These are pictures of the sea defences at New Brighton. Can you work out what a basic shape might be in both images of the sea wall and work out a way they might fit together?
What is the shape of wrapping paper that you would need to completely wrap this model?
Can you use small coloured cubes to make a 3 by 3 by 3 cube so that each face of the bigger cube contains one of each colour?
The image in this problem is part of a piece of equipment found in the playground of a school. How would you describe it to someone over the phone?
Can you visualise whether these nets fold up into 3D shapes? Watch the videos each time to see if you were correct.
Which of the following cubes can be made from these nets?
This article explores ths history of theories about the shape of our planet. It is the first in a series of articles looking at the significance of geometric shapes in the history of astronomy.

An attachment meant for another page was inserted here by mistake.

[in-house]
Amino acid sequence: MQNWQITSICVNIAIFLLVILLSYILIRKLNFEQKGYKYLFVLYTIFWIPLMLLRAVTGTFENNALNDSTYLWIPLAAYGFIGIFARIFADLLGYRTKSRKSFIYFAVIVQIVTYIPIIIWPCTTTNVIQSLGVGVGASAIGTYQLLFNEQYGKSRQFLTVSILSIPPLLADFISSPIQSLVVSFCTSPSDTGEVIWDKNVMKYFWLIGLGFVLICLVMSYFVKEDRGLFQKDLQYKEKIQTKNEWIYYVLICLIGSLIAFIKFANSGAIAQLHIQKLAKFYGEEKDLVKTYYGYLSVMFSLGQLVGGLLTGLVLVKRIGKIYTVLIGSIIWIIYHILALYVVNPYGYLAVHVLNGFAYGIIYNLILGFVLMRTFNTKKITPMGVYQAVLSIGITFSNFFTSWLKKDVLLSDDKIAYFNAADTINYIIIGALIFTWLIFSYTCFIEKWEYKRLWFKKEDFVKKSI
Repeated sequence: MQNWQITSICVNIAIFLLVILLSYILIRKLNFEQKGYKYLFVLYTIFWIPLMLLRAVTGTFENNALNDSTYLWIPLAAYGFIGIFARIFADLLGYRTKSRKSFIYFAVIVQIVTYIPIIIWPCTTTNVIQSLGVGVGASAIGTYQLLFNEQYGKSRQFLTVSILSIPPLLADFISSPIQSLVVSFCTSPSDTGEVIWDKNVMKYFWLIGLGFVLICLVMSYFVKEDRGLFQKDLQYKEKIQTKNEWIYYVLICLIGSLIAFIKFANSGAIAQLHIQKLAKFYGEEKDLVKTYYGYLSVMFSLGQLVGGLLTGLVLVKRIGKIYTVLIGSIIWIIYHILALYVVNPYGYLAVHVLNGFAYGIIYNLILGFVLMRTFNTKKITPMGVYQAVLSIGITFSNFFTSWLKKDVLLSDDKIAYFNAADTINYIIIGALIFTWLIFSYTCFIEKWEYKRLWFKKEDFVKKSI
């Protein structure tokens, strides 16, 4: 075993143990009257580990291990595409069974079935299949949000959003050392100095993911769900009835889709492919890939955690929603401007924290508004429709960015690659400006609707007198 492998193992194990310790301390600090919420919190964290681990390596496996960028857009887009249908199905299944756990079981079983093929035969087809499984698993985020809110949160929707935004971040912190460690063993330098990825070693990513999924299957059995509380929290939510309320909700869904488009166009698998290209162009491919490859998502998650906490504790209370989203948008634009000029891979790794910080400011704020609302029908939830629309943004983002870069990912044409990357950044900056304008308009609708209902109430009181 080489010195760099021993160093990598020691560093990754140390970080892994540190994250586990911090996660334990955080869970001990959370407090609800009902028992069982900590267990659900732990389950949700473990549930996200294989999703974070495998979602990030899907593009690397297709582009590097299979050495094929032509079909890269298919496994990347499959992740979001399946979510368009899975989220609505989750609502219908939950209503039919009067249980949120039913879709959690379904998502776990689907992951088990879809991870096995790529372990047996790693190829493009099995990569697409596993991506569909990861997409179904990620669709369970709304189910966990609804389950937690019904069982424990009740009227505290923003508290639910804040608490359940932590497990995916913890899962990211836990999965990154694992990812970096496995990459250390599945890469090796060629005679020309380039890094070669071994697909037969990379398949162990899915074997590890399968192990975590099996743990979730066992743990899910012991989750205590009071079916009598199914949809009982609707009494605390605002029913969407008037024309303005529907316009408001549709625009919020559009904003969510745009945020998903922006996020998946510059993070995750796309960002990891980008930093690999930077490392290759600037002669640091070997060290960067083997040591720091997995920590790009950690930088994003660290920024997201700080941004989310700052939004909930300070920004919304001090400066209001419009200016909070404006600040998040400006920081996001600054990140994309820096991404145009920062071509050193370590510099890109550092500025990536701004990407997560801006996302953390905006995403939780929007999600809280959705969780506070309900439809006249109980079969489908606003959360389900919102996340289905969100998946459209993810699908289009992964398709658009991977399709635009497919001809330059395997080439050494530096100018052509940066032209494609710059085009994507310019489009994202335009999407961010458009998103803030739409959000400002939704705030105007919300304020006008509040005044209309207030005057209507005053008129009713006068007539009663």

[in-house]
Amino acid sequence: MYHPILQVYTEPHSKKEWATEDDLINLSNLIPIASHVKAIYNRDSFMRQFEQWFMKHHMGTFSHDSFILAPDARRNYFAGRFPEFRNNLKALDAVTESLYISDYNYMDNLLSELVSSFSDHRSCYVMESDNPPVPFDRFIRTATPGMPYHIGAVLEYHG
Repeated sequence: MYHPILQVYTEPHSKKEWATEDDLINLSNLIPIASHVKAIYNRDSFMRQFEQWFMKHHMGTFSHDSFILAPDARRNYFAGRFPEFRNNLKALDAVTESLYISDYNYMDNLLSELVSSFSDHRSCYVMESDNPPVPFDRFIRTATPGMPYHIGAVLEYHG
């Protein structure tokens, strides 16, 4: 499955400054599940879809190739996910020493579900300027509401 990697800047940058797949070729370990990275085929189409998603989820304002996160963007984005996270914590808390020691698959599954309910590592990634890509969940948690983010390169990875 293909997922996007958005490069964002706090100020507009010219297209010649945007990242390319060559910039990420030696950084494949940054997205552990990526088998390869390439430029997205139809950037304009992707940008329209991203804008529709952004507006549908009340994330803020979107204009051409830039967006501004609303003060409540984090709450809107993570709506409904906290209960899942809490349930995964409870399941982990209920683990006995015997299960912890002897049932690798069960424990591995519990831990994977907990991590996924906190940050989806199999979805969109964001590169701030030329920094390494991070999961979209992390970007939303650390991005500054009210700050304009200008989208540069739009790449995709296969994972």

How can you make an angle of 60 degrees by folding a sheet of paper twice?
Can you mentally fit the 7 SOMA pieces together to make a cube? Can you do it in more than one way?
See if you can anticipate successive 'generations' of the two animals shown here.
Is it possible to remove ten unit cubes from a 3 by 3 by 3 cube made from 27 unit cubes so that the surface area of the remaining solid is the same as the surface area of the original 3 by 3 by 3. . . .
Find all the ways to cut out a 'net' of six squares that can be folded into a cube.
Imagine you have an unlimited number of four types of triangle. How many different tetrahedra can you make?
Here is a solitaire type environment for you to experiment with. Which targets can you reach?
The triangle ABC is equilateral. The arc AB has centre C, the arc BC has centre A and the arc CA has centre B. Explain how and why this shape can roll along between two parallel tracks.